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I now understand why it was a Massachusetts politician, Tip O'Neill, who said, ``All politics is local.' The locality is the Twilight Zone.

Tuning into the debate between the Democratic candidates for governor last Tuesday night was like stepping into a time warp. The words and the style of the thing all seemed to be from the 1950s - except the show was in color.The candidates in the Sept. 18 primary election to succeed Gov. Michael Dukakis seemed plausible enough. Francis X. Bellotti was once the attorney general of Massachusetts and has run for almost every other office in the state for the past 30 years. John Silber is the president of Boston University, a ``people's candidate' who doesn't seem to like people very much.

Bellotti came across as a guy getting his shoes shined in a courthouse, telling anyone who would listen stories of how it was in the old days. This is a man who has been mixing apples and oranges for a lifetime. One of his ``charges' in the debate was that ``the dropout rate' at Boston University was 38 percent, even higher than in Massachusetts high schools.

Think about that one. Then think about the fact that Silber repeatedly refers to his profession as ``philosopher.'

The philosopher-candidate said his campaign was ``amateur hour.' He then proved it, enraging Boston blacks by saying the reason he has not made a major speech in black neighborhoods was, ``There is no point in making a speech on crime control to a group of drug addicts.'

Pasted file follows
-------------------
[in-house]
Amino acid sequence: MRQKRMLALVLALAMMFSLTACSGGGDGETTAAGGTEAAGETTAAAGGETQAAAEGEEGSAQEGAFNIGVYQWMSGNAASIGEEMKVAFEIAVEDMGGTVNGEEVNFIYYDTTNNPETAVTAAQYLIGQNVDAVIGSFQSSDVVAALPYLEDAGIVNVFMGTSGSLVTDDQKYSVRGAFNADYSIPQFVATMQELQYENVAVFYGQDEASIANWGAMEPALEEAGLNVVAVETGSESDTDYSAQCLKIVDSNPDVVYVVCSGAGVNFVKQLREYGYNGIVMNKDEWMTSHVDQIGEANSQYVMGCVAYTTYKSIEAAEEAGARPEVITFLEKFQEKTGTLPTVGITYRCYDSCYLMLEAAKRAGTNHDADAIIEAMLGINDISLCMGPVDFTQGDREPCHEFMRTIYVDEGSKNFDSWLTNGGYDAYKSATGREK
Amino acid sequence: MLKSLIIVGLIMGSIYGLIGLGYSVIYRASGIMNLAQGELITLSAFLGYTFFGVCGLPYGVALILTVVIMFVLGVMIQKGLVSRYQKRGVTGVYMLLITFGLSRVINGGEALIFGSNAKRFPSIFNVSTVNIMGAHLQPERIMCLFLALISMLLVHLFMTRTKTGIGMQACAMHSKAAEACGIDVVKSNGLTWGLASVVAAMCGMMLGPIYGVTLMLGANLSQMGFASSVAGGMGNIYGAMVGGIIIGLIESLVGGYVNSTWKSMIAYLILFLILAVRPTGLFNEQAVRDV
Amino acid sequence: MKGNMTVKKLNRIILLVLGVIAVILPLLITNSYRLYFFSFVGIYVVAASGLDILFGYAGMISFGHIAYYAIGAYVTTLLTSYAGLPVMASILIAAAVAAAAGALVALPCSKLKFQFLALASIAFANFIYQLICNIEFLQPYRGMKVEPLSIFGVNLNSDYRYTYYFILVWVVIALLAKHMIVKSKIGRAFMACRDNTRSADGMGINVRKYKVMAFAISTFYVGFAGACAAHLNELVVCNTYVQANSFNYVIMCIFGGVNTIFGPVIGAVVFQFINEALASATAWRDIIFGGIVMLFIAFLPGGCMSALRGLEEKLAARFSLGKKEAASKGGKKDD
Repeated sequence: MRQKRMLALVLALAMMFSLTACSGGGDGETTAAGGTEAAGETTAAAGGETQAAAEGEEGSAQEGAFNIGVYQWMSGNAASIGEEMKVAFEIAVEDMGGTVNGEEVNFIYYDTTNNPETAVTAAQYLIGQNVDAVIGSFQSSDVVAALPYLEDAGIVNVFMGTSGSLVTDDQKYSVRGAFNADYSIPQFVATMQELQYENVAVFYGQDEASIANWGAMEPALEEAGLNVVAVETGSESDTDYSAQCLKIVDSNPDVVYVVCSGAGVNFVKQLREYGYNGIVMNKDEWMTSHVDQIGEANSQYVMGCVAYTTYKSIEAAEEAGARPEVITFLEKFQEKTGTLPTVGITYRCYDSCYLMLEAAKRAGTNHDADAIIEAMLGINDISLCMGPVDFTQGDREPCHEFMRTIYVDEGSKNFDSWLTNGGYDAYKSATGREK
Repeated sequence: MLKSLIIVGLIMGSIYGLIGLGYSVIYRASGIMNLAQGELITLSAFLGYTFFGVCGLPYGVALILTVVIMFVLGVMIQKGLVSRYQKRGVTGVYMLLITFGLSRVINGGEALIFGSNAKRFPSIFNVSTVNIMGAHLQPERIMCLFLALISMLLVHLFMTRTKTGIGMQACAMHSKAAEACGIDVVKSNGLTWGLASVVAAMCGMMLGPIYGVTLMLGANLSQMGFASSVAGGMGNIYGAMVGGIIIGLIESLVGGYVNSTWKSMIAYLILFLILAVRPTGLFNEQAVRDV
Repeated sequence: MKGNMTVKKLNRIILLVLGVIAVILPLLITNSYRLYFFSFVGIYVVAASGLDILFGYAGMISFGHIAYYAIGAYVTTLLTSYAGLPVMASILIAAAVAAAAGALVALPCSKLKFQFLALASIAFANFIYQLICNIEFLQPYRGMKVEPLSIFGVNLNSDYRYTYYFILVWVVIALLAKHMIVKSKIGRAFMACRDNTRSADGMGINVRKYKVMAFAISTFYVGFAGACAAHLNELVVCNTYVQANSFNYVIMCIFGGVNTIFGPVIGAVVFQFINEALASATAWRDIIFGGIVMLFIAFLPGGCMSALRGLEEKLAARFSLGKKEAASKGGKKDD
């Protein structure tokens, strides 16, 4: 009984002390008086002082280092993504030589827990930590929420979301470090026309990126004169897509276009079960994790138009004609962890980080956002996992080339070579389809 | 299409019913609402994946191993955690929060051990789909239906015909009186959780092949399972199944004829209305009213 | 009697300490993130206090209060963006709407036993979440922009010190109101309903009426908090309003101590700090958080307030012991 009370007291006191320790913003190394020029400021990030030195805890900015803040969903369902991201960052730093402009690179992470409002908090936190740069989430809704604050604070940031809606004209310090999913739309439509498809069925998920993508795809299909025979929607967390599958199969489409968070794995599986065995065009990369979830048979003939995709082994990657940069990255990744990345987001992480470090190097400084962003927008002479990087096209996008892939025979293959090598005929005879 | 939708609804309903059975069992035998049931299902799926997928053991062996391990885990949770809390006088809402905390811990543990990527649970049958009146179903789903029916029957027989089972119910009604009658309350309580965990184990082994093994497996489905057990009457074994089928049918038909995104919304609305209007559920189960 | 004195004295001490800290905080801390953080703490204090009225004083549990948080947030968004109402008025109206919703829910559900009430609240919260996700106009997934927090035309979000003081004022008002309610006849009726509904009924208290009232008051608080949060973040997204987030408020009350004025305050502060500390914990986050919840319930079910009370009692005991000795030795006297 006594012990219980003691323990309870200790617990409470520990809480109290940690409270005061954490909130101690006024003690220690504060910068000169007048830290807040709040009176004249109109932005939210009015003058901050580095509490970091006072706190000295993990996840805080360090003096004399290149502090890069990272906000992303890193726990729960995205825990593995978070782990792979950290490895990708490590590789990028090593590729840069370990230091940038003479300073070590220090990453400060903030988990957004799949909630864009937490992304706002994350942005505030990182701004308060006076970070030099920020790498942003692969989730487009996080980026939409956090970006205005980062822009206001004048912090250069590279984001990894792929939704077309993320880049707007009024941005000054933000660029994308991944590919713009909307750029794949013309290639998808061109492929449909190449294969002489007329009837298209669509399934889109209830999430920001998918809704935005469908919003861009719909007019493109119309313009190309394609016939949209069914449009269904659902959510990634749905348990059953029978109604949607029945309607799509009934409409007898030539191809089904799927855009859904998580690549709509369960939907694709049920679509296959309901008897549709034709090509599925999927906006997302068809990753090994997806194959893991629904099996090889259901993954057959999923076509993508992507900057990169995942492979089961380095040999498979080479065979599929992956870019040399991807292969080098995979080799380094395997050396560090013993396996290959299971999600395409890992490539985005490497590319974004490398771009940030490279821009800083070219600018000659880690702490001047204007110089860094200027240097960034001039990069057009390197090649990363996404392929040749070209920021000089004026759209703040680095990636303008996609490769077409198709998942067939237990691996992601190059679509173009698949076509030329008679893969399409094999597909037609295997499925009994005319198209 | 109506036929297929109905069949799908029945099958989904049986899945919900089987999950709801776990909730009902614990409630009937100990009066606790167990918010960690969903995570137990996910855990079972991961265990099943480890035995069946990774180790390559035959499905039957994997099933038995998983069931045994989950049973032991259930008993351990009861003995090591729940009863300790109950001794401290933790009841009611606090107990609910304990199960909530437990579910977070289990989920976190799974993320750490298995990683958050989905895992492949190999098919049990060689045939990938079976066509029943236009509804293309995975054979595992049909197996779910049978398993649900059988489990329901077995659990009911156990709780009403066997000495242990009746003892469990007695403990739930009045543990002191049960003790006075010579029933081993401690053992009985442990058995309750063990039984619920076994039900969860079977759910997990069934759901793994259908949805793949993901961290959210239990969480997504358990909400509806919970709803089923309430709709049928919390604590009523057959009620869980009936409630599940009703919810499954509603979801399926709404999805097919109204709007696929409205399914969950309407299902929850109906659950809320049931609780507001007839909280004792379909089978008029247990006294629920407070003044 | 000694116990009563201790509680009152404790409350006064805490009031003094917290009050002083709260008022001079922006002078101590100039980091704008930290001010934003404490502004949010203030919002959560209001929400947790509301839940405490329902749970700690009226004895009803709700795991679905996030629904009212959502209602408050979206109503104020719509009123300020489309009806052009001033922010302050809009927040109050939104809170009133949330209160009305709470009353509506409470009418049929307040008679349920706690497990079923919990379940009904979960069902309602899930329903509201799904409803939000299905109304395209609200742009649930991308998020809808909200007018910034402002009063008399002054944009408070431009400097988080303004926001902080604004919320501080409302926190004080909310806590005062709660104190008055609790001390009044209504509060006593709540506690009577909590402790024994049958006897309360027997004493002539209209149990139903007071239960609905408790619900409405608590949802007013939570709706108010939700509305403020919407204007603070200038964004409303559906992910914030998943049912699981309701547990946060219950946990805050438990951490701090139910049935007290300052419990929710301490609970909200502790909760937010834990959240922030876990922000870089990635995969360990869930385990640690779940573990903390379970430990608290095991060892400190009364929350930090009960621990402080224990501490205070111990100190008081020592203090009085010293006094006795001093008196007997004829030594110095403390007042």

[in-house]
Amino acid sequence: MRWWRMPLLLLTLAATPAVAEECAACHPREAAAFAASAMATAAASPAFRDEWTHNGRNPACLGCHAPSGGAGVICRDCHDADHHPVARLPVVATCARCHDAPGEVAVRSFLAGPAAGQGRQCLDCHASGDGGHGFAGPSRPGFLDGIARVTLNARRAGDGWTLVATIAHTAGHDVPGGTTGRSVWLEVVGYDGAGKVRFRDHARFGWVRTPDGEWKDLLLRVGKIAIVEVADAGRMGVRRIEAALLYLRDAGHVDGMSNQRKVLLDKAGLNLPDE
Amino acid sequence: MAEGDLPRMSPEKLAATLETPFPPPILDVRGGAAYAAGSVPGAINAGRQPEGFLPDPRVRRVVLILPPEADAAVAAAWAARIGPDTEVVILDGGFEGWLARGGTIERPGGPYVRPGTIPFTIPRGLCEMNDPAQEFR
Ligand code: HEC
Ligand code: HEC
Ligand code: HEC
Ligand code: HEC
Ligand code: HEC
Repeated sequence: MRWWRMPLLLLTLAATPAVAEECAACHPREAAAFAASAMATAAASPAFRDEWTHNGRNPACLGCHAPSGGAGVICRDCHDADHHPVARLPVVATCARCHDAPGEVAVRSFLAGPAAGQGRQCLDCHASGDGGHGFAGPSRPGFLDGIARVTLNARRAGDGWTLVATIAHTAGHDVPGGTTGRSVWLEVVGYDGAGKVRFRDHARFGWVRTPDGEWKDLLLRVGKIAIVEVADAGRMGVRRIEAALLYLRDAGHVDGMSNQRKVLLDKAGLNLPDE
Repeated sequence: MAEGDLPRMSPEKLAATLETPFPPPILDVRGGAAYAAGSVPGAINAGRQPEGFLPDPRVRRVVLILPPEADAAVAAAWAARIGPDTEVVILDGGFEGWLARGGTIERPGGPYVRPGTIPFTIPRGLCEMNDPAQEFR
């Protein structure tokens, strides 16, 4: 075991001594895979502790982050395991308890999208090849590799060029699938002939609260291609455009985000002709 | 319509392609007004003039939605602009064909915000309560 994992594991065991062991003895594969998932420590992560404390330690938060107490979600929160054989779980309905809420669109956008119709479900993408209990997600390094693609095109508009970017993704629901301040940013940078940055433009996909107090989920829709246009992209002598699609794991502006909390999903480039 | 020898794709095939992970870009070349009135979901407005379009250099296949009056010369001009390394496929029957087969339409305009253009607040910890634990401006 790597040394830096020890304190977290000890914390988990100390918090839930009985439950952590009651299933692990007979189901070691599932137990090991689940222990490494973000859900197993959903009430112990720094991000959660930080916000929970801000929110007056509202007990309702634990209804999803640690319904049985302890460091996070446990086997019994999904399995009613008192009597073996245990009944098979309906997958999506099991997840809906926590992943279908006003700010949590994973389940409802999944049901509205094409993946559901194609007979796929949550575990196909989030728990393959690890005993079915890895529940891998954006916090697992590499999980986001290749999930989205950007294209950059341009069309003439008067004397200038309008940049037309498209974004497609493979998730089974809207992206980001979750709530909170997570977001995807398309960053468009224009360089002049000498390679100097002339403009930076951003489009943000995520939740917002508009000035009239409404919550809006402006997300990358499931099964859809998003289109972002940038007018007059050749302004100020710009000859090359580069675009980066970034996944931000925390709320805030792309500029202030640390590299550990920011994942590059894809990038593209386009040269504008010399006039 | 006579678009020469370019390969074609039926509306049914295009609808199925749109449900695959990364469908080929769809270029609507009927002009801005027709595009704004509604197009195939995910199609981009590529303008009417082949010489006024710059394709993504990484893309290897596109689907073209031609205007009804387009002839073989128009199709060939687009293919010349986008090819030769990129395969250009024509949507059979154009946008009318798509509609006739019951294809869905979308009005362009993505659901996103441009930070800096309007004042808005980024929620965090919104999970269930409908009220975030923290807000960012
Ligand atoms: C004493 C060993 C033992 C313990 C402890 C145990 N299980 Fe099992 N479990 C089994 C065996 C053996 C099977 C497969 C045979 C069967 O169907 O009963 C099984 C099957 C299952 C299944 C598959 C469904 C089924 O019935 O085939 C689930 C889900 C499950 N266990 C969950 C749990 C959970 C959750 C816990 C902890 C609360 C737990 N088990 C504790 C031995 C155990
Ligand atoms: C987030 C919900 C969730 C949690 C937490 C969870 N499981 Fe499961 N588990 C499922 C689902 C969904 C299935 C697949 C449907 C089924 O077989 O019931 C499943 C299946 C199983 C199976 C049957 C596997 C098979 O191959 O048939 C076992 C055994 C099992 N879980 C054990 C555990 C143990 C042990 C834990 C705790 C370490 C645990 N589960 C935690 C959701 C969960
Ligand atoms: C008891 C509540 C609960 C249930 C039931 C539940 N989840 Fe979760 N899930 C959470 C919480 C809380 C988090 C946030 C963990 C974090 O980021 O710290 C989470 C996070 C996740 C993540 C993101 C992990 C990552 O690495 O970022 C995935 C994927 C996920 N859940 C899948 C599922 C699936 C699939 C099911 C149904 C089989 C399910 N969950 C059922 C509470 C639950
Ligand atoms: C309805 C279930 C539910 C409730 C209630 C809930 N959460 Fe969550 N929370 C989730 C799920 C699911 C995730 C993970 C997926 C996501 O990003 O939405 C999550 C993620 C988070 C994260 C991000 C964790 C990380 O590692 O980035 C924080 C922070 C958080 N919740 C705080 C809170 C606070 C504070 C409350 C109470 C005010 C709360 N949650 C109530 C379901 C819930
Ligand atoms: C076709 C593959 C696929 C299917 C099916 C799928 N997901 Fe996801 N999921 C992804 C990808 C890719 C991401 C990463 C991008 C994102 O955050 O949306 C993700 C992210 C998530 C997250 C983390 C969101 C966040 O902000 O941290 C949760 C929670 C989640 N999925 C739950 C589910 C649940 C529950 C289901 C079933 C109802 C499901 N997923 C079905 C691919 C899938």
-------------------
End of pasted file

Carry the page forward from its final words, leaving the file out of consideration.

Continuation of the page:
The campaign is a mess. The two-man debate was supposed to be a two-man, one-woman debate, but Lt. Gov. Evelyn Murphy dropped out the day before. There was negative public reaction when Murphy attempted a coup of sorts after Dukakis went to Europe last week on a trade mission. Under Massachusetts law the lieutenant governor automatically becomes acting governor when the governor is out of the state, and, as Dukakis took off, Murphy actually tried to take over and cut $150 million from the state budget.

The state is in a deepening recession as jobs move around the country and the world. Not all economics, it seems, are local. And, like most urban states, Massachusetts has been badly hurt by Reagan / Bush-era policies shifting burdens from Washington to state capitals - New York Gov. Mario Cuomo, in Boston the other day, called it ``fend-for-yourself federalism that forces the states to go it alone.' Talking about that and about rising health care costs, Silber suggested, too accurately, that too much public money is being wasted on medical care for old people. ``When you've lived a long life and you're ripe,' he said, ``then it's time to go.'

Meanwhile, the Republican front-runner, a former U.S. attorney named Steven Pierce, is running on the coattails of Citizens for Limited Taxation, which is sponsoring a referendum to roll back state taxes to pre-1988 levels. A recent poll shows that 48 percent of the people of Massachusetts say they would move out of the state if they had the chance. Watching the men who would be their leaders, I understand why they might feel that way.

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